ColoradoCare supporters wear fake butts to show their support of amendment 69 while a student holds a Harambe poster on Farrand Field. Harambe, the gorilla killed in the Cincinnati zoo in May 2016 who rose to meme prominence on the internet, became a rallying cry for many at CU during the election. More so as a joke than for animal rights, Harambe was remembered through signs and even themed parties. (Jackson Barnett/CU Independent)
Photo gallery: Politics on campus — the lead-up to Election Day
My first election as a college student — and what a dramatic one to be at CU Boulder for. By no means was I unfamiliar with our nation’s politics; growing up in D.C. is basically the equivalent to being a political science major. Polls, policy and stump-speech gaffs became my addiction. To explore how other students reacted to this campaign, I photographed how the election affected campus and Boulder in the lead-up to Nov. 8.
College campuses are places where political philosophy can be debated in free and open discussion. The divisiveness of this election blurred the lines of discourse, debate and anger, with Hillary Clinton being a clear favorite among students, and a smaller, almost sub-culture that stood fast for Donald Trump. I photographed each group, documenting how members of each camp lived through the fall of 2016.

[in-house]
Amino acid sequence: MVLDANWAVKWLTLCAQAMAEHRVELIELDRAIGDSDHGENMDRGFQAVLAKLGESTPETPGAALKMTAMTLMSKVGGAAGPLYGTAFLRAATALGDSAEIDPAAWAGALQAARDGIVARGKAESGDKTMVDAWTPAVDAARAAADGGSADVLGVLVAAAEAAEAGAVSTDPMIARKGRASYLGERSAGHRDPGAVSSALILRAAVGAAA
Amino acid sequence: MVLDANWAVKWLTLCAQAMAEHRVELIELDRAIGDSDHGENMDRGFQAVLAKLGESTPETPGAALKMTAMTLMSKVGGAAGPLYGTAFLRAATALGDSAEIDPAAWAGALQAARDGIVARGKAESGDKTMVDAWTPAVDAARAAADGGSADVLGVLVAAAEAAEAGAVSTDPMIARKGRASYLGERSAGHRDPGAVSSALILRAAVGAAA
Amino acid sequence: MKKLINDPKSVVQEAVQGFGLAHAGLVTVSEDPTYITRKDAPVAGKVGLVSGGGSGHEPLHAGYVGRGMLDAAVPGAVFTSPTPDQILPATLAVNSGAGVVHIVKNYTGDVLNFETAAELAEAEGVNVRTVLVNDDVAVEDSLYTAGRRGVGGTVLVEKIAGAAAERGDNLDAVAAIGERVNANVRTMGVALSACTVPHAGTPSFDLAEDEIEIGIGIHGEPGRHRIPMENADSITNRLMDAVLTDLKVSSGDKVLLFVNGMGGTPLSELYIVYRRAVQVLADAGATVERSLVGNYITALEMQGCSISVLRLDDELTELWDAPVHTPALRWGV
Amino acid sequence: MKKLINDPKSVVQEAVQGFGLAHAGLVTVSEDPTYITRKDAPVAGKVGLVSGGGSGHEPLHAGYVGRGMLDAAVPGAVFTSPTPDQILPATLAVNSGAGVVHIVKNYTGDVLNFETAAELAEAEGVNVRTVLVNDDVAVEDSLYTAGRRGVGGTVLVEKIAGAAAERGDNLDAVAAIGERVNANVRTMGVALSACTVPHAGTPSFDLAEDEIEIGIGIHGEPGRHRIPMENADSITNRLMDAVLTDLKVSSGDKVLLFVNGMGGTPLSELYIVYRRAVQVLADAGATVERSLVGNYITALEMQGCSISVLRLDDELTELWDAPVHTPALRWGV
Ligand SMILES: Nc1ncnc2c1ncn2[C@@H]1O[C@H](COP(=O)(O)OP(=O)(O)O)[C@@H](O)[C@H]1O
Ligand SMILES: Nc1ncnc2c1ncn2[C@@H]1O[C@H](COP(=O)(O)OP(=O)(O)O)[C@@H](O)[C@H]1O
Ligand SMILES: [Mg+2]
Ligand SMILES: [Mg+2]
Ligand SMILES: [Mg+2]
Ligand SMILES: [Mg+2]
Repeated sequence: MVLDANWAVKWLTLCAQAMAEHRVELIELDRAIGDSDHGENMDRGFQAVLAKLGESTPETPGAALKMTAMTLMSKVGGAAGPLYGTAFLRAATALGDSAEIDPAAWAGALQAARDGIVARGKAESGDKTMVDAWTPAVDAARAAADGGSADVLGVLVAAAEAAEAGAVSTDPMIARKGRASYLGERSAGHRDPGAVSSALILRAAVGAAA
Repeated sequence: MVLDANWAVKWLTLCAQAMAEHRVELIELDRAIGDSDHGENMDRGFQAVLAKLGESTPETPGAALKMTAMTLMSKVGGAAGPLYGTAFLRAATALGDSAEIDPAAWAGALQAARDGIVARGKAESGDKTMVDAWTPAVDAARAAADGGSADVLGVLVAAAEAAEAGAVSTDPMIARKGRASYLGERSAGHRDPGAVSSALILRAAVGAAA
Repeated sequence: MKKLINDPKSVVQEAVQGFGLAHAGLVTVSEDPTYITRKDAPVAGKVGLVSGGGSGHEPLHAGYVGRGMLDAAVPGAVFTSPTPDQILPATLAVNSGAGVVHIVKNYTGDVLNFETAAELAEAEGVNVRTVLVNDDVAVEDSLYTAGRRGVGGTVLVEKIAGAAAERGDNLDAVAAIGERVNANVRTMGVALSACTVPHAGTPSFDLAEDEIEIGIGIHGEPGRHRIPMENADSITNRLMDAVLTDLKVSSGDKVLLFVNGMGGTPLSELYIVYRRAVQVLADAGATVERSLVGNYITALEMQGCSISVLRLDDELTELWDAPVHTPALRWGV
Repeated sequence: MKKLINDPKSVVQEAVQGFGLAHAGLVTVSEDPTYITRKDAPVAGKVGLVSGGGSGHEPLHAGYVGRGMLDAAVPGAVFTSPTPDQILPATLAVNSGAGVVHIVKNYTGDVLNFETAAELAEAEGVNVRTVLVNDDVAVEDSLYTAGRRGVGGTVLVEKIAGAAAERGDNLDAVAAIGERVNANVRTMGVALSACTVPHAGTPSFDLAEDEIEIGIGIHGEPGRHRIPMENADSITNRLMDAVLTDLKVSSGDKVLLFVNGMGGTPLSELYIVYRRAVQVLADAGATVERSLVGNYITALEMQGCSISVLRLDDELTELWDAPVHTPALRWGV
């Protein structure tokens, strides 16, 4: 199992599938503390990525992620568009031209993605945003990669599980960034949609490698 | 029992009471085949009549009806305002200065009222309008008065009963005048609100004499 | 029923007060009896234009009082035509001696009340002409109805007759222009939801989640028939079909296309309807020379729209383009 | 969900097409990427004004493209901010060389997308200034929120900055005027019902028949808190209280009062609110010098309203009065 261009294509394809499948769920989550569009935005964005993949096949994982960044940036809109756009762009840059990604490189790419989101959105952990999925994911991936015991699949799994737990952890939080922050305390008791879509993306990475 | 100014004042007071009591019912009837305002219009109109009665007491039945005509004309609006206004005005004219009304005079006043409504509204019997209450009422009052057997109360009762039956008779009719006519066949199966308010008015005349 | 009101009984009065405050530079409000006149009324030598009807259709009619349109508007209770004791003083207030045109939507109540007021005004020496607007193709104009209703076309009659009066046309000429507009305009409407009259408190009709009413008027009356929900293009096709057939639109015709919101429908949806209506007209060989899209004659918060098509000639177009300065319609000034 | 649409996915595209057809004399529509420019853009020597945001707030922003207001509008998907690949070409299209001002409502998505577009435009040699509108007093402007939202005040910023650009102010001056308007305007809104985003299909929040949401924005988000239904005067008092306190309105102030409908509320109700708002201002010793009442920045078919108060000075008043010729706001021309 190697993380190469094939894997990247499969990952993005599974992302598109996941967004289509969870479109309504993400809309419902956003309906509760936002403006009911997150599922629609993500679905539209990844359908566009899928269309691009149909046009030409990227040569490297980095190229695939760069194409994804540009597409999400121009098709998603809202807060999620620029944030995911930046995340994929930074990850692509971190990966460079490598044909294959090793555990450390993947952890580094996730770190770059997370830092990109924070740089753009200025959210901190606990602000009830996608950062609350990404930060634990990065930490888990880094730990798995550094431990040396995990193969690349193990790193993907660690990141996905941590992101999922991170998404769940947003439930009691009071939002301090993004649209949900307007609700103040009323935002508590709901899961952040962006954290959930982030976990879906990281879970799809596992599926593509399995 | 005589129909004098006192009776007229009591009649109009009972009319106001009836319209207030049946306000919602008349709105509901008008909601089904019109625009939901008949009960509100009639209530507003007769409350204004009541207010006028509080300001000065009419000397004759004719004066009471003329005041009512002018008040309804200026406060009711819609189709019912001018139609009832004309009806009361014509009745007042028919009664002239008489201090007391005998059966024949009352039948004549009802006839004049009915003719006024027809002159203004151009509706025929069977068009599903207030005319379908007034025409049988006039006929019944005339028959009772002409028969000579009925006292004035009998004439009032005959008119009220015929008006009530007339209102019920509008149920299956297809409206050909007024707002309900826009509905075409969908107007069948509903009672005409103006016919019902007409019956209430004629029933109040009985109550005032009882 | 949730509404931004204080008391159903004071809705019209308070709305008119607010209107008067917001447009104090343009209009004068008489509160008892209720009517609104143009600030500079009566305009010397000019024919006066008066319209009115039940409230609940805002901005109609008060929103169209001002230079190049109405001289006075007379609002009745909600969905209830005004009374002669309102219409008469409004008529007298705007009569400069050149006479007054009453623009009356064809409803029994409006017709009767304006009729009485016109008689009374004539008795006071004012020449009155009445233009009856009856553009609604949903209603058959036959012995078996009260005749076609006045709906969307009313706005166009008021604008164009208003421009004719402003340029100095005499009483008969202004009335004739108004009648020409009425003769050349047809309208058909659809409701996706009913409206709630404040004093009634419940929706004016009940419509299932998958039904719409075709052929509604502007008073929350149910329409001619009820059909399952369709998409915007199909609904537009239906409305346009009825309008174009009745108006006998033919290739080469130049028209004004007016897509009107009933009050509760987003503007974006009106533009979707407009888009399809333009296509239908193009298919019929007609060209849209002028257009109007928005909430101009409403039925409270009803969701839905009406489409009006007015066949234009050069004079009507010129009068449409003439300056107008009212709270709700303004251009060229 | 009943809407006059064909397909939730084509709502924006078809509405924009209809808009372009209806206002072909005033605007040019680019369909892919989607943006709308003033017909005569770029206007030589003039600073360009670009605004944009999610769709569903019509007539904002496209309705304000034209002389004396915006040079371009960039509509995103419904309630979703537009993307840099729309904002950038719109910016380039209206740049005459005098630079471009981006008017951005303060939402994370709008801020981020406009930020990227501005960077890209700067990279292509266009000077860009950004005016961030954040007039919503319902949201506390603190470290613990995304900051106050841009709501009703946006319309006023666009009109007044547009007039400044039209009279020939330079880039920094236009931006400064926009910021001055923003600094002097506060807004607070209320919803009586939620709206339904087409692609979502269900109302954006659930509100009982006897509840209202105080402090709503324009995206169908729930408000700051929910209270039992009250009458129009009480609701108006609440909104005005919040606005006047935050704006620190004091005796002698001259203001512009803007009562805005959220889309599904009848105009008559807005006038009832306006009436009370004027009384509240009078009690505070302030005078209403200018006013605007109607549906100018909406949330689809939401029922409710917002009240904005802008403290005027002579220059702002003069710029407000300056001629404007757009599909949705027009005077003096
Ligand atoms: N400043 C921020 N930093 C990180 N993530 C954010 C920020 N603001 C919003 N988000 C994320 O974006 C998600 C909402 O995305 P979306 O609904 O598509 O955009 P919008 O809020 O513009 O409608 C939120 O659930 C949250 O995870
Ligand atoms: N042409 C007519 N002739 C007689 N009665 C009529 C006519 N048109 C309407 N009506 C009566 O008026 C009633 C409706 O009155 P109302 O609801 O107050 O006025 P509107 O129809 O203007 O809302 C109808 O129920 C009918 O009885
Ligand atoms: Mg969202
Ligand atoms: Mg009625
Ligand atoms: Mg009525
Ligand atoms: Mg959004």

There was a constant background noise of politics on campus. Beseechings of “Are you registered to vote?” accompanied students’ daily walk to class. Political buttons and t-shirts entered the campus fashion. Even with our football teams rise to dominance, dining hall TV tuned in to election coverage instead of sports.
Groups organized debate watch parties, finding community in their political identity. Photographing the Trump campaign’s events in the Dark Horse bar felt like being in a distinct slice of Americana. People devoured burgers and beer while cheers of “Make American Great Again!” sounded when Trump appeared on screen. Yet breaking the expected stereotype were the gluten-free burger-eaters, staunch environmentalists and a few African-Americans who joined in support of the Republican nominee.
This collection of photographs aims to show how this controversial election permeated our campus and community.
Contact CU Independent Photojournalist Jackson Barnett at Jackson.Barnett@colorado.edu.